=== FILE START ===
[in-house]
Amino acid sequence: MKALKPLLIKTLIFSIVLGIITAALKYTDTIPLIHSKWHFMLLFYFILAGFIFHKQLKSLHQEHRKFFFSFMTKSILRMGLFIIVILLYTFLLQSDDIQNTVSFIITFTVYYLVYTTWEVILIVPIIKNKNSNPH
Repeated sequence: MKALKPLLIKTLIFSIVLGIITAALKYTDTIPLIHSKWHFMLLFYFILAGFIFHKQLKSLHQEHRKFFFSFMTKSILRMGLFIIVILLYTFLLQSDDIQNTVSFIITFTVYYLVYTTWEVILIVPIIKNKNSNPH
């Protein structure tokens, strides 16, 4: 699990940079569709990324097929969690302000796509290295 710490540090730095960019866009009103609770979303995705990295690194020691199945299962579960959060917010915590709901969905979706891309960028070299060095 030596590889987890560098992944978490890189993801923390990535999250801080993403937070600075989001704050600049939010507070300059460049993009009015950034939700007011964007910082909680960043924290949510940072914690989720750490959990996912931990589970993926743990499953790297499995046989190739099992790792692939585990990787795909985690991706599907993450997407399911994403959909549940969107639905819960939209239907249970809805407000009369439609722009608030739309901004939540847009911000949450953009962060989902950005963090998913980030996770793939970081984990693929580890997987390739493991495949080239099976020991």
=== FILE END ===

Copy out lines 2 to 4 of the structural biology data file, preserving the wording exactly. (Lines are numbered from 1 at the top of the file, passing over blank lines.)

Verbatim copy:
Amino acid sequence: MKALKPLLIKTLIFSIVLGIITAALKYTDTIPLIHSKWHFMLLFYFILAGFIFHKQLKSLHQEHRKFFFSFMTKSILRMGLFIIVILLYTFLLQSDDIQNTVSFIITFTVYYLVYTTWEVILIVPIIKNKNSNPH
Repeated sequence: MKALKPLLIKTLIFSIVLGIITAALKYTDTIPLIHSKWHFMLLFYFILAGFIFHKQLKSLHQEHRKFFFSFMTKSILRMGLFIIVILLYTFLLQSDDIQNTVSFIITFTVYYLVYTTWEVILIVPIIKNKNSNPH
């Protein structure tokens, strides 16, 4: 699990940079569709990324097929969690302000796509290295 710490540090730095960019866009009103609770979303995705990295690194020691199945299962579960959060917010915590709901969905979706891309960028070299060095 030596590889987890560098992944978490890189993801923390990535999250801080993403937070600075989001704050600049939010507070300059460049993009009015950034939700007011964007910082909680960043924290949510940072914690989720750490959990996912931990589970993926743990499953790297499995046989190739099992790792692939585990990787795909985690991706599907993450997407399911994403959909549940969107639905819960939209239907249970809805407000009369439609722009608030739309901004939540847009911000949450953009962060989902950005963090998913980030996770793939970081984990693929580890997987390739493991495949080239099976020991």